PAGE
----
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Posterior tibial slope measurement among Saudi population

MOJ Orthopedics & Rheumatology
Mouad Alsowaigh,1 Mohammad A Arafah,2 Sultan Khaled Alharbi,3 Omar AlSultan,4 Adel Alshahrani,5 Fahad H Al Hulaibi,6 Ahmad bin Nasser7


To measure the posterior slope of the tibia among the healthy Saudi population using Magnetic Resonance Imaging (MRI). A retrospective study review of 151 knee MRIs at King Khaled University Hospital, Riyadh, Saudi Arabia. All patients with no previous surgical intervention to their knees and did not suffer any bone injury around the knee were included. Three different orthopedic physicians (two senior residents, one orthopedic fellow) measured the posterior tibial slope (PTS) angle for all patients, and their average was taken for all readings using a sagittal T2 MRI cut. Patients with a history of previous surgical intervention to the knee joint, trauma involving distal femur or proximal tibia, osteoarthritis and inflammatory arthritis, and congenital deformities were excluded from the study. The mean age of patients was 28.15 in a range of 15-50 years. The posterior tibial slope mean and the median and the mode were 8.76, 8.73, 7.53, respectively. In addition, the mean angle (degree) in females was 9.69±4.02 and 8.76±4.15 in males. The Maximum and the minimum posterior slope angle calculated in these patients were respectively 19.73 and 0.3 degrees. Our findings are that the mean posterior tibia slope among the Saudi population is 8.76?. The results showed the difference of PTS in Saudi people comparing to deferent communities. The association between the numbers of the posterior tibial slope with gender was tested and no significant correlation. In this study, we did not calculate weight and height in the cases as independent factors. Because of that, upcoming studies might consider these factors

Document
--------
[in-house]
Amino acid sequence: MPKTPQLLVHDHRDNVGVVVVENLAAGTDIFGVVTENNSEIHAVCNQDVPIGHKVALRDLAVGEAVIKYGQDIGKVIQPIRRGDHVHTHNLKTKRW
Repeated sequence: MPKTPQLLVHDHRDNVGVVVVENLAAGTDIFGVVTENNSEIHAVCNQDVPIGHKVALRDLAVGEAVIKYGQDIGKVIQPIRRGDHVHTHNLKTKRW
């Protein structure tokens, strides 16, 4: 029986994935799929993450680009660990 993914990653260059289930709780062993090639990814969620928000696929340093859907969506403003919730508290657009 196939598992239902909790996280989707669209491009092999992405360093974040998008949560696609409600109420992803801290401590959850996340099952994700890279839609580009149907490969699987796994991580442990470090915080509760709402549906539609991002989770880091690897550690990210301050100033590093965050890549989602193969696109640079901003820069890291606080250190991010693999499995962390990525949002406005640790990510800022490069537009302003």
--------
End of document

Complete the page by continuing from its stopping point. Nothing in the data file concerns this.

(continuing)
posterior tibial slope, MRI, arthroplasty, tibia